Teasing Georgia David Austin roses in a bud vase

I have a lot of flowers inside at the moment! These ‘Teasing Georgia’ David Austin roses were hanging very low to the ground where no one could enjoy their beauty. So I saved them and brought them inside 🙂

Garden with Asters Pumpkins and Pumpkin wreath on playhouse

I’ll admit that it is *much* easier to find beauty when the sky is so blue and the sun is shining! May we all have more days like these!

Thanks so much for visiting. I hope you enjoyed the tour. How do you look for beauty in your day?

A sunny day in September

Hi there, and welcome to my blog! There simply is truth to the saying that only when the light fades do you truly appreciate it. Living in a country where gray skies and clouds are not unusual certainly makes me more appreciative of when the sky is blue and the sun is shining bright. This weekend we had an incredibly beautiful day on Saturday. It was the perfect day to enjoy some time in the garden. It was also a great opportunity to take some pictures. I captured the garlic that I harvested back in July, the apples that keep falling from our tree, and some flowers (of course)!

It’s September, which means that it is getting darker much earlier in the evening. There’s a distinct change in the air, despite the weather still being somewhat mild during the day. The pumpkins are turning orange, and we can’t keep up with the apples that are falling from our two apple trees. The red apples are ‘eating’ apples and the green ones are ‘cooking’ apples. While many of the sweet pea plants are going to seed, there are still quite a few that continue to produce flowers. The benefit of planting them so late is that they flower late.

I have dahlia plants in the yard that still haven’t flowered yet. They are *so* close! I think they are more of the Cafe au Lait dahlias. I’ll keep you posted. 😉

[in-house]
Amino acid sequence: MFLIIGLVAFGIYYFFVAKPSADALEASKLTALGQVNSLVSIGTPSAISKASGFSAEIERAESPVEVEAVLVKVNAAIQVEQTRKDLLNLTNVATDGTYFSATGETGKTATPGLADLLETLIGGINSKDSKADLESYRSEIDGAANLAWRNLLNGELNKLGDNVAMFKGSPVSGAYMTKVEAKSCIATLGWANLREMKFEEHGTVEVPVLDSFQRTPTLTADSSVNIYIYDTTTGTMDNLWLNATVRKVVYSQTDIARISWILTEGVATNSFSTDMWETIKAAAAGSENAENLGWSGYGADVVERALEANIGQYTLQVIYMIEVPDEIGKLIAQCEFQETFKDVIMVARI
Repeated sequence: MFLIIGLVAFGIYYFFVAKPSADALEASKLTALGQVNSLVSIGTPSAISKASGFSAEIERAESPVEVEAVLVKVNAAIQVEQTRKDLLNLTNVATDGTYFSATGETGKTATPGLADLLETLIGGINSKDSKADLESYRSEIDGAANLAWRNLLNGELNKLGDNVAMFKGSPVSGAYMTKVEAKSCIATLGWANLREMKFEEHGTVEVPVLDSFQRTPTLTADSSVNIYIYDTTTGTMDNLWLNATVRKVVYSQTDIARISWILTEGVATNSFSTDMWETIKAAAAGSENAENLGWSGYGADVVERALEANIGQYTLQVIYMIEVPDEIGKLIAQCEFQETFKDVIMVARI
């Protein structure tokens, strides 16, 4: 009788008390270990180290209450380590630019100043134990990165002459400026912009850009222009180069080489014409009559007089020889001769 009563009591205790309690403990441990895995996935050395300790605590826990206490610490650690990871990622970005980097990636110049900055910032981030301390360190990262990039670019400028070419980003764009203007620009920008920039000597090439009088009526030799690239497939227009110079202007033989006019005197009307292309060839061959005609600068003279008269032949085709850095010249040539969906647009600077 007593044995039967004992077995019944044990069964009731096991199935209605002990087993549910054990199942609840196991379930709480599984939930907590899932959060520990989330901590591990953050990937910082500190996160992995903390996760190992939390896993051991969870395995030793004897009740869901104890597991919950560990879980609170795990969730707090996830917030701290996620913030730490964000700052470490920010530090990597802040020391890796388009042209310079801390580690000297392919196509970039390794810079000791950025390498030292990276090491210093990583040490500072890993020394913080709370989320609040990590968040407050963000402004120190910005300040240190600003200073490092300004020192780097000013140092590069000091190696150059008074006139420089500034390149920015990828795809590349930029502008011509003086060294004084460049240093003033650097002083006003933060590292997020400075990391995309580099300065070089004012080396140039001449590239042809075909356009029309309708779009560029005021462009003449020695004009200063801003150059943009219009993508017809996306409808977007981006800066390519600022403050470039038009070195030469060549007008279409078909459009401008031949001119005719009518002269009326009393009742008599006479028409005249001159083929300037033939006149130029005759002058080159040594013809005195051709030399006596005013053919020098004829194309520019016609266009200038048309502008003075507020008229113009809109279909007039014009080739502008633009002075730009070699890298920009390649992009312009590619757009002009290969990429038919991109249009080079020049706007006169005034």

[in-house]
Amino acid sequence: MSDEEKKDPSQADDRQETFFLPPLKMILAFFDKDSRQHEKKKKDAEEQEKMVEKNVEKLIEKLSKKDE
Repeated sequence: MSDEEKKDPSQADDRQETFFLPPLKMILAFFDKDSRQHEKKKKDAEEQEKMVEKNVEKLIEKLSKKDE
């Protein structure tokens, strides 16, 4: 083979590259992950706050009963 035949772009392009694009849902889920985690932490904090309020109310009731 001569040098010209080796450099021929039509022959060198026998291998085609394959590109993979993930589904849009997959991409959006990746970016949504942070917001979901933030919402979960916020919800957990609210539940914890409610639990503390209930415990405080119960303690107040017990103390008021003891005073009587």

Sunflowers are growing in a few different places in my yard, and I have to say that our season is not yet over. Again, because some of the plants were planted out later, they are extending the season even further. I will aim to plant out late again next year, too, as it is nice to still have sunflowers blooming into the fall. The birds are truly doing an amazing job of eating so many seeds! I have put some flowers aside to keep some seeds for me.

The garlic was harvested in July and left to cure in our playhouse. This past weekend I just cut the tops off and tidied them up a bit to make them easier to store and use. I had them in my shed last year and that did not work well (by the end of the season, many of them went moldy). But this year I planted half as much, which is more in line with what I’ll need, plus a little to give away. I’m also hopeful that they’ll store better – and they are definitely not going in the shed.

I have just two Red Kuri squash that are on the vine, slowly changing from yellow to burnt orange. I also have three pumpkins that are still growing on their vine. I’ve cut eight pumpkins off the vine and placed them in the sun at the front of the arch. My ‘mystery’ squash, that turned out to be Marina di Chioggia, have produced another squash, bringing the total to four. I’m happy with that.